The Act authorizes the appropriate regulators to adopt rules imposing additional capital requirements and quantitative limitations, including diversification requirements, with respect to banking entities engaging in permitted activities under the exceptions to the Volcker rule. For purposes of complying with such additional capital requirements, the aggregate amount of de minimis investments of a banking entity in a hedge funds and private equity funds will be deducted from the assets and tangible equity of the banking entity, and the amount of the deduction will increase commensurate with the leverage of the hedge fund or private equity fund.

Nonbank Financial Companies Supervised by the Board

As noted above, the Federal Reserve is mandated to adopt rules imposing additional capital requirements and quantitative limits on systemically important nonbank financial companies regulated by the Federal Reserve that engage in proprietary trading or sponsor or acquire interests in private equity and hedge funds.

Anti-Evasion

In order to insure compliance with the Volcker rule, the appropriate federal banking agencies, the SEC and the CFTC must issue rules regarding internal controls and recordkeeping. In addition, whenever the appropriate federal regulator has reasonable cause to believe that a banking entity or systemically important nonbank financial company has made an investment or engaged in an activity “in a manner that functions as an evasion of the requirements” of the Volcker rule, such regulator must order termination of such activity and, as relevant, disposal of such investment.

Implementation

The Act requires that the newly-established Financial Stability Oversight Council (a council of regulators chaired by the Treasury Secretary) conduct a study and make recommendations with respect to implementation of the Volcker rule within six months after enactment of the Act. Then within nine months after completion of the study, the appropriate federal banking regulators, the SEC and the CFTC are required to adopt coordinated final rules implementing the Volcker rule provisions of the Act. The Volcker rule provisions will formally take effect on the earlier of 12 months after the adoption of final regulations and two years after the date of enactment of the Act. Financial institutions covered by the rule will then have up to an additional two years to bring their activities and investments into compliance. Banking regulators are allowed to grant up to three one-year extensions to this deadline. In addition, the Federal Reserve is authorized to grant an extended exemption of up to five years for certain “illiquid funds,” which are defined as funds that are principally invested in illiquid assets, such as portfolio companies, real estate investments and venture capital investments, to the extent necessary to fulfill contractual obligations that were in effect on May 1, 2010.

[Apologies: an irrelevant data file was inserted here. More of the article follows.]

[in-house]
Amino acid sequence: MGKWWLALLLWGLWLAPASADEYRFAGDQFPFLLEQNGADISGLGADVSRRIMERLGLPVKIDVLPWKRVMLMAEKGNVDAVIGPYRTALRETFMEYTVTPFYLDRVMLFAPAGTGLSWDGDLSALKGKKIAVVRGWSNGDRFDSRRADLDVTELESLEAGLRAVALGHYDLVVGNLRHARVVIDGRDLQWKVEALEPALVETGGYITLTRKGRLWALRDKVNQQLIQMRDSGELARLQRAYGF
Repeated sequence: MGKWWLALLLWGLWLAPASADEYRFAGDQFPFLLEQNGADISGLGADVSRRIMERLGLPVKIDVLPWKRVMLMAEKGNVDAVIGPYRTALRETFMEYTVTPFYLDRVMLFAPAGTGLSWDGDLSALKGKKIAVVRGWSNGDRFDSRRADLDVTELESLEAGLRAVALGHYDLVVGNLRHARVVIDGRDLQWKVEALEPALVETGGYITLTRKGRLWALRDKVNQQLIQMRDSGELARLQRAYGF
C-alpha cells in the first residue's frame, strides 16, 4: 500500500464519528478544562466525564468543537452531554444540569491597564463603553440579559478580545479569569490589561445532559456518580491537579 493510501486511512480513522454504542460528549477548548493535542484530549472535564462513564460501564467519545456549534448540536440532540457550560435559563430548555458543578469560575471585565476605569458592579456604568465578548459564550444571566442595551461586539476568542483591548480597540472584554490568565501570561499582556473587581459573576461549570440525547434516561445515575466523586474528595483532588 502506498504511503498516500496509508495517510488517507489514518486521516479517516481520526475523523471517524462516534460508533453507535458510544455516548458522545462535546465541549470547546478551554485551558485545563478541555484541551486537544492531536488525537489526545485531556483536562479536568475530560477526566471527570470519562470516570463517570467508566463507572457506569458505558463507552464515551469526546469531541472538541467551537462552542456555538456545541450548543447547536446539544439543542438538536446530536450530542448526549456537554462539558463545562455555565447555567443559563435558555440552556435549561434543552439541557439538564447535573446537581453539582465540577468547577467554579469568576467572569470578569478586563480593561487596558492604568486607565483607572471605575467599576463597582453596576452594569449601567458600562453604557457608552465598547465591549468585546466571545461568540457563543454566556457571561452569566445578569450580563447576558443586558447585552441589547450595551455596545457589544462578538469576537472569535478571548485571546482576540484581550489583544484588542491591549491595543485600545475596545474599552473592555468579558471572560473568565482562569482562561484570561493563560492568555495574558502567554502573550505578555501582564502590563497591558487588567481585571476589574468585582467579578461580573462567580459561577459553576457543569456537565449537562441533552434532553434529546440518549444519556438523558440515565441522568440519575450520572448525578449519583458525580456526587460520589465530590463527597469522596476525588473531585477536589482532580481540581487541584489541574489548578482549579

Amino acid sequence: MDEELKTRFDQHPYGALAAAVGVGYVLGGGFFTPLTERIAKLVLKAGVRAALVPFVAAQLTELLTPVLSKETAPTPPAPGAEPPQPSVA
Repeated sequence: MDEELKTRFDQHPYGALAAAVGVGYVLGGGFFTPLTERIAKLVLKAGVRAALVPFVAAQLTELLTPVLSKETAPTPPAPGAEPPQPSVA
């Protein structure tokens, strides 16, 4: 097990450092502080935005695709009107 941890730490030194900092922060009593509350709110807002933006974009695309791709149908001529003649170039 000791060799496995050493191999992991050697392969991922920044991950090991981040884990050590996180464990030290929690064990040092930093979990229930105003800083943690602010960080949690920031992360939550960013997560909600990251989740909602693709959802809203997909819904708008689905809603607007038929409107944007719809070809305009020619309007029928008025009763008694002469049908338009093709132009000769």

The federal banking agencies are directed jointly to review and prepare a report on the types of activities that a banking entity should be permitted to engage in under federal law. Separately, the Government Accountability Office is directed to study the risks and conflicts associated with proprietary trading and report back to Congress within 15 months of the enactment of the Act.